PBS’s “Homeland”: A Must-Watch on Immigration Policy

by Edward Alden
Children line up to perform in a Cinco de Mayo celebration in Beardstown, Illinois (Jim Young/Courtesy Reuters). Children line up to perform in a Cinco de Mayo celebration in Beardstown, Illinois (Jim Young/Courtesy Reuters).

In a presidential election year, it’s almost impossible to find any balanced and nuanced analysis on an issue as volatile as immigration. So it’s tremendously refreshing to watch the new, three-hour PBS documentary series, “Homeland: Immigration in America,” which begins airing across much of the country this week. The episodes will also be available on a website created for the program, at www.explorehomeland.org. Read more »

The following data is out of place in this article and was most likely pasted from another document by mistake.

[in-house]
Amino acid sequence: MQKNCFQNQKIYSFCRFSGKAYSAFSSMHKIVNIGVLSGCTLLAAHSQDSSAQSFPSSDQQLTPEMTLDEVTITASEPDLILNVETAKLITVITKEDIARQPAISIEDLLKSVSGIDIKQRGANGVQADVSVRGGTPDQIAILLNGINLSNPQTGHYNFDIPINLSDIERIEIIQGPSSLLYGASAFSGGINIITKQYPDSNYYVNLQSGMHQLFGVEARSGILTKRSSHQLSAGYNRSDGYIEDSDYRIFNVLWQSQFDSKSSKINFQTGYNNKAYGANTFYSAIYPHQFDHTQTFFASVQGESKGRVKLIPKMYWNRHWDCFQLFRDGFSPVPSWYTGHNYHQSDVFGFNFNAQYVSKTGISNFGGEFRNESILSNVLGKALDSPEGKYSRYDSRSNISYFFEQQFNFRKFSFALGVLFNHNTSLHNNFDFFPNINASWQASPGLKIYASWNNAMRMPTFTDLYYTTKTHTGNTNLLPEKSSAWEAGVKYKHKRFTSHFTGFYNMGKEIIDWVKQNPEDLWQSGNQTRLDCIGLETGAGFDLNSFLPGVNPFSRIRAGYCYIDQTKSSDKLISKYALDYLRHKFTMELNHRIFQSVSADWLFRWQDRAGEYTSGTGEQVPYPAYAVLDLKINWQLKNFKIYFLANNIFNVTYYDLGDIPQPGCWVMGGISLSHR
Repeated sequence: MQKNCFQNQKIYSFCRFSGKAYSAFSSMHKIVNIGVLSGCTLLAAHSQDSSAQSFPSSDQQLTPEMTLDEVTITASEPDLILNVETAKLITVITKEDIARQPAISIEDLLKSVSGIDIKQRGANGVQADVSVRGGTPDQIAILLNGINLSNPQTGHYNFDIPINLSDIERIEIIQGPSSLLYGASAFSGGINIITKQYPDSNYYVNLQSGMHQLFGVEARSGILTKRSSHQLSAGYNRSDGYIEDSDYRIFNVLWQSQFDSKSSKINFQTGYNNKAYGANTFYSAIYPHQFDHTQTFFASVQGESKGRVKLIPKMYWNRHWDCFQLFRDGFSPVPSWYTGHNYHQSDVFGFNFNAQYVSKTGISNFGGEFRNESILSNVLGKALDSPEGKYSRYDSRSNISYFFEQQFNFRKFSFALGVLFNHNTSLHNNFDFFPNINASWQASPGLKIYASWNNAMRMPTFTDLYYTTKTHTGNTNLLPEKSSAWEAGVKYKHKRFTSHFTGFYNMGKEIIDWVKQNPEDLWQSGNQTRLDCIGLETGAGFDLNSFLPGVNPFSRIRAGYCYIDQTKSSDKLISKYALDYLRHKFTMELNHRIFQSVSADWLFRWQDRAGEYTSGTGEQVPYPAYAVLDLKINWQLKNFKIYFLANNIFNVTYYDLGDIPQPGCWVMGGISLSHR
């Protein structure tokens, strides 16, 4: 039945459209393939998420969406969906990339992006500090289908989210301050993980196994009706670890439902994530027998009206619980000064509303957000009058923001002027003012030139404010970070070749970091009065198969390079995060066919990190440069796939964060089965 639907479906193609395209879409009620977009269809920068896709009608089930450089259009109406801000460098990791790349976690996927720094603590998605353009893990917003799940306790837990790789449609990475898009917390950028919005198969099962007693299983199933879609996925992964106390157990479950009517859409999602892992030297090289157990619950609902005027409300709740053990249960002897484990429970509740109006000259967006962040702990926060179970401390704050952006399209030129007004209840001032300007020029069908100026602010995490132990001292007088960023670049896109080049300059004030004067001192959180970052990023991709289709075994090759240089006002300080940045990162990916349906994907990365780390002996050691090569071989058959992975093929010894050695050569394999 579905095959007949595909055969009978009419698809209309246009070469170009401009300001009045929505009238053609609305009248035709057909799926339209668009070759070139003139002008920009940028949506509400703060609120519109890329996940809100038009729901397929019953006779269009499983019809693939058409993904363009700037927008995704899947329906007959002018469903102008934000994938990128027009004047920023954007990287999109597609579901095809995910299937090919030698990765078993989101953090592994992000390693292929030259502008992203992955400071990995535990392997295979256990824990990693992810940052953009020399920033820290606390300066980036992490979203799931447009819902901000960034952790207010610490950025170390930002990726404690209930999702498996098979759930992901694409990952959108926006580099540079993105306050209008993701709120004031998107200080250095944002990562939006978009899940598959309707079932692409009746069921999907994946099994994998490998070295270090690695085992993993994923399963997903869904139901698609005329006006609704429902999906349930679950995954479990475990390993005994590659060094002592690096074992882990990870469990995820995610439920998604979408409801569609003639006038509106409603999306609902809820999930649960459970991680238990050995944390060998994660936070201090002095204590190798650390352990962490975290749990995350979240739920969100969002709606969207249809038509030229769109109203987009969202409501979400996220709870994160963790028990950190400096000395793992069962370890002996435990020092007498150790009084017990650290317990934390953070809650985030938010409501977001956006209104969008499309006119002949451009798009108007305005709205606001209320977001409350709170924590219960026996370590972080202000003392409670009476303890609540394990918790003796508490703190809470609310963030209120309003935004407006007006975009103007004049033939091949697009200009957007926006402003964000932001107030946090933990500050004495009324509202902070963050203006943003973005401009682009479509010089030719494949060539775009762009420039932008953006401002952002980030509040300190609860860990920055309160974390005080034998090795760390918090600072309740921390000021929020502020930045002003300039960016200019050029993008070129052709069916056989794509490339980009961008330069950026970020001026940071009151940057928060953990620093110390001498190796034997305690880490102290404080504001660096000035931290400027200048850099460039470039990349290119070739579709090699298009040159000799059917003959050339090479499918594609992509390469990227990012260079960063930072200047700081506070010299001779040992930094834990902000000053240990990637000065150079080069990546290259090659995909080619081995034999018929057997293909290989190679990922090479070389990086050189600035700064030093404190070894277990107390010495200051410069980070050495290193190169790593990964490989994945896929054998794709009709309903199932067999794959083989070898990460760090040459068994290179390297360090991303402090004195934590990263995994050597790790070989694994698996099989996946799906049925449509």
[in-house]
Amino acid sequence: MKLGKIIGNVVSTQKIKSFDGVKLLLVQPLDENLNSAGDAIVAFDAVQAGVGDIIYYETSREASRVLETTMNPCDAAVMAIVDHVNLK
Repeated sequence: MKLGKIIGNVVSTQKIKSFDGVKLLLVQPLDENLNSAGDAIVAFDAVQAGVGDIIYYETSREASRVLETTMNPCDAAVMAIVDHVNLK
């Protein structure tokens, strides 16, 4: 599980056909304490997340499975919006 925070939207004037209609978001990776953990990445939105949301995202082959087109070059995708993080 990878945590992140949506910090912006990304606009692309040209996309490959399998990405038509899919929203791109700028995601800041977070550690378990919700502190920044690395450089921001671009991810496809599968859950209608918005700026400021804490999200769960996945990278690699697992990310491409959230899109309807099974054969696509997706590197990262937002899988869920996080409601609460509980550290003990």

Obama, Romney, and Immigration: The Indefensible Status Quo

by Edward Alden
Former Florida governor Jeb Bush shakes hands with then-U.S. Republican Senate candidate Marco Rubio in Coral Gables, Florida in November 2010 (Hans Deryk/Courtesy Reuters). Former Florida governor Jeb Bush shakes hands with then-U.S. Republican Senate candidate Marco Rubio in Coral Gables, Florida in November 2010 (Hans Deryk/Courtesy Reuters).

No one expects any congressional action this year, or probably anytime soon after that, to end the enormous waste of the current immigration system. But it is becoming increasingly obvious that the leaders of both parties are in a morally indefensible position. And that makes positive change more likely than it’s been in a long time. Read more »